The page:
Presentation on theme: "TRANSPORTATION. Energy Use By Sector Electric Utilities35.6% (1/3) Transportation28.4% (1/3) Industrial/Residential And Commercial 36.1% (1/3)"— Presentation transcript:
Energy Use By Sector Electric Utilities35.6% (1/3) Transportation28.4% (1/3) Industrial/Residential And Commercial 36.1% (1/3)
► One of the three basic energy use sectors. Electric Utilities Transportation Industrial, Residential, and Commercial ► Important for people and for goods. ► Changes in transportation costs can affect the cost of just about everything.
How many cars does your family own? More than 4
Do you use the free bus service provided by ISU? 1. Frequently 2. Occasionally 3. Not at all
Do you have a car at ISU? 1. Yes 2. No
► There are approximately 200,000,000 cars trucks and buses in the US. ► Together, roads and parking account for approximately 1% of the land surface of the US. An area approximately equal to Indiana. ► Transportation uses almost 70% of the total petroleum used in the US. Petroleum 97% Other 3%
Fuel Source for Transportation
Energy Density of Various Fuels Storage TypeEnergy Density (MJ/kg) Gasoline46.4 Natural Gas53.6 NiMH battery0.25 Lead Acid Battery0.14 Li Ion Battery0.46 to 0.72 Hydrogen143 Antimatter89,876,000,000
Percentage of Energy for Different Transport Modes
Forces on a Moving Vehicle
Rolling Resistance Coefficients Rolling Resistance Coefficient Cr – 0.002Railroad steel wheels on steel rails 0.001Bicycle tire on wooden track – 0.005Low resistance tubeless tires 0.002Bicycle tire on concrete 0.004Bicycle tire on asphalt 0.005Dirty tram rails – 0.01Truck tire on asphalt 0.008Bicycle tire on rough paved road 0.01 – 0.015Automobile tires on concrete 0.03Automobile tires on tar or asphalt 0.04 – 0.08Automobile tires on solid sand 0.2 – 0.4Automobile tires on loose sand
Energy usage in a typical car Heat losses in water and exhaust are due to 2nd Law (Carnot efficiencies)
How Can We Reduce Forces ► F tot =F a + F h + F r + F ad ► Don’t go up hills. (Works around here.) ► Go at constant speeds. ► Improve engineering (reduce C r & C D.) ► Reduce mass.
► Aerodynamic drag depends on shape and speed ► All other forces depend on mass ► Reduce mass reduce force opposing motion increase economy
2.1 - a smooth brick a typical bicycle plus cyclistbicycle Hummer H2, 2003Hummer H Citroën 2CVCitroën 2CV Lamborghini Countach, 1974Lamborghini Countach Ferrari Testarossa, 1986Ferrari Testarossa Chevrolet Caprice, Chevrolet Caprice Chevrolet Corvette Z06, 2006Chevrolet Corvette Z Chevrolet Camaro, 1995Chevrolet Camaro Audi A3, 2006Audi A Subaru XT, 1985Subaru XT BMW 8-Series, 1989BMW 8-Series Porsche Boxster, 2005Porsche Boxster Chevrolet Corvette, 2005Chevrolet Corvette Mercedes-Benz W203 C-Class Coupe, Mercedes-Benz W203C-Class Coupe Toyota Camry and sister model Lexus ES, 2005Toyota CamryLexus ES Porsche 997, 2004Porsche Toyota Camry Hybrid, 2007Toyota Camry Hybrid Toyota Prius, 2004Toyota Prius Honda Insight, 1999Honda Insight Audi A2 1.2 TDI, 2001Audi A General Motors EV1, 1996General Motors EV Ford Probe V prototype, 1985Ford Automobile_drag_coefficient
All other forces depend on mass
► Reduce mass reduce safety
CAFE Standards ► Corporate Average Fuel Economy ► Regulations enacted by Congress in 1975 ► Intended to improve average fuel economy of cars and light trucks ► Vehicles under 8500 lbs/3856 kg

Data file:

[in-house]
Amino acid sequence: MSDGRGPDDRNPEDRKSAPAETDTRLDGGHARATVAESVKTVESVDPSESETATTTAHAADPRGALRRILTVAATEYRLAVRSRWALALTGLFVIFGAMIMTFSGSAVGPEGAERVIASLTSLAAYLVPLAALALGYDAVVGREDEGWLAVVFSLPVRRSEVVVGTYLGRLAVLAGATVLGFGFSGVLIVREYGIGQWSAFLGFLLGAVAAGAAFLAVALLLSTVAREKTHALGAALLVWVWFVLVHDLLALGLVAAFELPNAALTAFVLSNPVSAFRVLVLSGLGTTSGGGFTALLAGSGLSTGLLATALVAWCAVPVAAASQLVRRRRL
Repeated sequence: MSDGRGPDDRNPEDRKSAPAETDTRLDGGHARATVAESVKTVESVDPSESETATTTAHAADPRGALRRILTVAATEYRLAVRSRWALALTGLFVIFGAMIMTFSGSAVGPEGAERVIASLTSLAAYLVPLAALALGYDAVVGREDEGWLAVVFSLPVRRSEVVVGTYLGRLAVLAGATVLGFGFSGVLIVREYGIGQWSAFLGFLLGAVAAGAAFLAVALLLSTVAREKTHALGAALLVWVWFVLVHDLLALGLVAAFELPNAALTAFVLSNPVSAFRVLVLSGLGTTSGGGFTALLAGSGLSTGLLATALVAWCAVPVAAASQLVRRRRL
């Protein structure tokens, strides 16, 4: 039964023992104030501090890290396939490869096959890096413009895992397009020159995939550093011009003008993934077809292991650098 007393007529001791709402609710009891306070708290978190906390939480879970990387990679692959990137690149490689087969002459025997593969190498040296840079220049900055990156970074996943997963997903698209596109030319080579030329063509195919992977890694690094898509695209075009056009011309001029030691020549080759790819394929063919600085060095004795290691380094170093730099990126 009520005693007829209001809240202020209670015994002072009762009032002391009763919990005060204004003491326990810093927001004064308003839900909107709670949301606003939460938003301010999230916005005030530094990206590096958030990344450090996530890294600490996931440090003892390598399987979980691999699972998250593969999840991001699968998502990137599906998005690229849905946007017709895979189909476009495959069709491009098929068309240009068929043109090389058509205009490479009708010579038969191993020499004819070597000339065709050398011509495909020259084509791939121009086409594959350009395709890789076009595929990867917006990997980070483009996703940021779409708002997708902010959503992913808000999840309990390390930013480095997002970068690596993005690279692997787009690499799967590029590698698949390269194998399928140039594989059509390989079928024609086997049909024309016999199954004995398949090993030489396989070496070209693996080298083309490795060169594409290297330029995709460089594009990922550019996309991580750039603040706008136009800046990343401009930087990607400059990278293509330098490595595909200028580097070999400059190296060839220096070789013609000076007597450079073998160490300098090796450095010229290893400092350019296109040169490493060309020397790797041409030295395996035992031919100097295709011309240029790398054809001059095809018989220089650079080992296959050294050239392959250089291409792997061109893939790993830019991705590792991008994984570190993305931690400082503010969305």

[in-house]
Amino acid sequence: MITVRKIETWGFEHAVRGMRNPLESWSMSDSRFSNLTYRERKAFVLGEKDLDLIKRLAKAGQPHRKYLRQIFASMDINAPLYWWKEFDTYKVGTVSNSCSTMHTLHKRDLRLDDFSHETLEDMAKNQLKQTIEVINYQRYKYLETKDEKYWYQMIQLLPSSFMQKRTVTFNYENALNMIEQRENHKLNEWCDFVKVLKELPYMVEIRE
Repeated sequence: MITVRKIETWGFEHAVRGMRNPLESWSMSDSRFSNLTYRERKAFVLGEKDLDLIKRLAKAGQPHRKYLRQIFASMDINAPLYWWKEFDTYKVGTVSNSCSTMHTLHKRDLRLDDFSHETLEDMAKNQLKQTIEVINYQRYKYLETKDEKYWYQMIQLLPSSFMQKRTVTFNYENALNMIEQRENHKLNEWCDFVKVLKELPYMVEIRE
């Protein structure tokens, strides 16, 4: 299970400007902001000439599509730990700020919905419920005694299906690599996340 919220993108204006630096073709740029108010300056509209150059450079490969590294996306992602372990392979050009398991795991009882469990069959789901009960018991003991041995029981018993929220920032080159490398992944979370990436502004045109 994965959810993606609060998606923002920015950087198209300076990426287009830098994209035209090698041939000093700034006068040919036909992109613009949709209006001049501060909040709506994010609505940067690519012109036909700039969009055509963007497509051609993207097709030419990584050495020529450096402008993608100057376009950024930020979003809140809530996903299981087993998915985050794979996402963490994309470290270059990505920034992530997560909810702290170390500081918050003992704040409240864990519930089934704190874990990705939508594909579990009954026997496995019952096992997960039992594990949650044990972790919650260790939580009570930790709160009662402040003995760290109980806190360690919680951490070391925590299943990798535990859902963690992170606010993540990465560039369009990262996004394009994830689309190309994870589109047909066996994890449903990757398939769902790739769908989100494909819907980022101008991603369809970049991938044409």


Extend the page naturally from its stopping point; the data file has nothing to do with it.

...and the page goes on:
CAFE Testing ► The city and highway tests performed under mild climate conditions (75 F) ► Acceleration rates and driving speeds EPA believes are generally lower than real world conditions. ► Acceleration rates and driving speeds EPA believes are generally lower than real world conditions. ► No accessories (such as air conditioning) ► Highway test has a top speed of 60 mph
CAFE Results ► fuel economy rose as the CAFE standard rose dramatically; price of fuel increased ► fuel economy rose as the CAFE standard rose; price of fuel decreased rapidly ► fuel economy rose at significantly subdued rate then leveled off; fuel fell, CAFE standard was relaxed
Maximum Load ► The power that an engine can provide depends on the engine rpm. ► The greatest power an engine can provide at a given rpm in the maximum load for that rpm.
Maximum Load ► The power that an engine can provide depends on the engine rpm. The maximum load is the maximum power that the engine can generate at a given speed: e.g. at 3000 rpm, the max load is 100 hp.
Efficiency vs. Max Load ► Engine are most efficient when they are running near max load.
Efficiency vs. Maximum Load ► Engine are most efficient when they are running near their maximum load. ► Maximum load is often not needed to cruise at a given speed ► More power is needed to accelerate and to run accessories.
Example of the effects of an overpowered car ► Previous slides are for a typical 3500 lb car. ► At 70mph the power required is 25hp and the engine is running at 3000 rpm. ► The max load at 3000 rpm is 100hp thus we have a partial load of only 0.25 and thus our efficiency is only 19%. ► If we use a smaller engine our partial load increases and we get better efficiency ► If we use a more powerful engine, the partial load is decreases and we get worse efficiency.
Techniques to improve efficiency ► Only use some of the cylinders when cruising. Others engage when you need more power. ► Use two engines: example Hybrid cars that combine gas and electric motors.,
Techniques to improve efficiency ► Only use some of the cylinders when cruising. Others engage when you need more power. ► Use two engines: example Hybrid cars that combine gas and electric motors., ► The Stirling cycle engine has the highest theoretical efficiency of any thermal engine Stirling cycle engineStirling cycle engine
Characteristics of the worst case car ► Very Heavy (increases forces due to rolling friction, acceleration, and hill climbing.) ► Boxy (increases aerodynamic drag) ► Overpowered (decreases partial load efficiency)